Also present was friend of the aristocracy and networking supremo Dr Stephen Ward, a fashionable osteopath and society party fixer. Ward had introduced Profumo to Keeler. It was suggested that he might also have introduced her to  Yevengy Ivanov, a senior naval attaché at the Soviet Embassy. Such connections appalled the nation. The security implications were unthinkable. The entire sordid story went into overdrive. East v West, Left v Right. Ward was caught in a firestorm of allegations.

Eventually he was charged with living off immoral earnings. He committed suicide taking an overdosing of sleeping pills on the last day of his trial. But did he actually kill himself? Conspiracy theories followed – that he was murdered by an assassin delivering a lethal injection, that he was working for the Russians, that he was an occultist dabbling in black magic.

Andrew LloydWebber  believes that, whatever the truth, Stephen Ward was a scapegoat and stitched-up by the establishment. He has now been working on a new musical based on the subject for the past few months.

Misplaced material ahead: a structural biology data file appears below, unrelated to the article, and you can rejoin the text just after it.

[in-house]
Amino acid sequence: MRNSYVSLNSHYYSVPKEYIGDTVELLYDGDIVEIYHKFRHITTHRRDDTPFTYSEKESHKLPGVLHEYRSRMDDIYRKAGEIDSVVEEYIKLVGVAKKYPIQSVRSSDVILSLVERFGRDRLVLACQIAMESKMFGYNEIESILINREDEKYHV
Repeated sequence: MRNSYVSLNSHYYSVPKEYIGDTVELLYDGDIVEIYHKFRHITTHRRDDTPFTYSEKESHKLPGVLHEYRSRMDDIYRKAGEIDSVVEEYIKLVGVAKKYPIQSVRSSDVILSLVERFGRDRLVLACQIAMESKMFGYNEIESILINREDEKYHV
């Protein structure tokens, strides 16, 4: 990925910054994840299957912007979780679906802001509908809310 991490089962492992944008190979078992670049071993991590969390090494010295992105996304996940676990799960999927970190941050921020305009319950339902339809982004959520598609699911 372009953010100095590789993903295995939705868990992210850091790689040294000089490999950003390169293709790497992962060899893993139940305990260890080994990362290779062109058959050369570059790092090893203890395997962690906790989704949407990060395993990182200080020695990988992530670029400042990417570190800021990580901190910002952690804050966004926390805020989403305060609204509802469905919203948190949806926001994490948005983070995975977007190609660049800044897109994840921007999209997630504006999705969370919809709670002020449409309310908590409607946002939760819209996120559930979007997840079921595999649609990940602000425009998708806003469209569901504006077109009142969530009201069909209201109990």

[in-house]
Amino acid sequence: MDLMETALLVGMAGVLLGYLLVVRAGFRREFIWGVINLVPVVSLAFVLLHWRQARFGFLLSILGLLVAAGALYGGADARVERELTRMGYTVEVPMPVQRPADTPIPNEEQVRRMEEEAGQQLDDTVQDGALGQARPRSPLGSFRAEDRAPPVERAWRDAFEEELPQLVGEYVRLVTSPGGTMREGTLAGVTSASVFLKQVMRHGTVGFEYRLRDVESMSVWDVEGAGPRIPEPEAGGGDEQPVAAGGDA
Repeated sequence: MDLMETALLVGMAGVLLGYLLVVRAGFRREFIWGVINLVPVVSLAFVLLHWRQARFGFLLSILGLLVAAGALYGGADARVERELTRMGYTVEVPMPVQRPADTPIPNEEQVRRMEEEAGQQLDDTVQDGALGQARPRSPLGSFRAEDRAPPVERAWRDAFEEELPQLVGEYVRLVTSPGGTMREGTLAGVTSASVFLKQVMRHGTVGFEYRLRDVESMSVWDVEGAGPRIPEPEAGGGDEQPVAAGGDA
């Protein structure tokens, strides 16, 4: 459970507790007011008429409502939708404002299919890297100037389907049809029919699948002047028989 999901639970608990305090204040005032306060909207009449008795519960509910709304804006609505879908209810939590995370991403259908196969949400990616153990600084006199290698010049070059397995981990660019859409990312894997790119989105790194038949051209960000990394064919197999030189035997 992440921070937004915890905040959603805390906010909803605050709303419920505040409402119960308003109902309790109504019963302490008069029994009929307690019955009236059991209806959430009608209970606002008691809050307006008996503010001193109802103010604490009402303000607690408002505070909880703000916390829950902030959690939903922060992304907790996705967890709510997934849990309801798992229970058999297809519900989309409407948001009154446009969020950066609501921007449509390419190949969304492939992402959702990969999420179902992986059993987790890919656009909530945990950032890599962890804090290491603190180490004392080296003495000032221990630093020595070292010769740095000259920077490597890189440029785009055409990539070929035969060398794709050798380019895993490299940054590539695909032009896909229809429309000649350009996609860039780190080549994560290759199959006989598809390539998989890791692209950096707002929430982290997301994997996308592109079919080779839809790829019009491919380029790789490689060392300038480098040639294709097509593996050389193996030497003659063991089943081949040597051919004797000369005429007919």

Whatever you do or don’t believe, Lloyd Webber points that the inside info on the Profumo affair will remain a closed file till 2046?” Intriguingly Cliveden , now a luxury hotel, seems rather proud of the role it played in the Profumo Scandal. It unashamedly uses it in its publicity including a mention on its website timeline alongside a short BBC video about the affair.

Visconti dashes rumours that Bowie will never play live again

David Bowie shortly before his last retirement

As I predicted a couple of days ago reports that David Bowie has said he will never play live again seem to have been somewhat exaggerated.

Amid the Bowie fever whipped up by the surprise release of Where Are We Now?, his first new single in a decade, there have been countless interviews with long-time Bowie producer Tony Visconti.